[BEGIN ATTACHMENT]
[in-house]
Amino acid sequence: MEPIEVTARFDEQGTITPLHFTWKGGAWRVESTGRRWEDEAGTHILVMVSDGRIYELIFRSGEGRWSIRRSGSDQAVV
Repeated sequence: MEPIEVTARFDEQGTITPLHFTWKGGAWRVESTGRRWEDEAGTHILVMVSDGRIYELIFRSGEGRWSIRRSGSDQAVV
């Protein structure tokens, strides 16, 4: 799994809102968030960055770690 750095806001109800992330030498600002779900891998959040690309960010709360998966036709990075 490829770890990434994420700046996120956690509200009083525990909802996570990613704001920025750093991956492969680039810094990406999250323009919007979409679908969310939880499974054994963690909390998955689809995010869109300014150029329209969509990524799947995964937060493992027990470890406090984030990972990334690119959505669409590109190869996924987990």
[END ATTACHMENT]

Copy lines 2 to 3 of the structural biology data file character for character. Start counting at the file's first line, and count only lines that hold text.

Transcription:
Amino acid sequence: MEPIEVTARFDEQGTITPLHFTWKGGAWRVESTGRRWEDEAGTHILVMVSDGRIYELIFRSGEGRWSIRRSGSDQAVV
Repeated sequence: MEPIEVTARFDEQGTITPLHFTWKGGAWRVESTGRRWEDEAGTHILVMVSDGRIYELIFRSGEGRWSIRRSGSDQAVV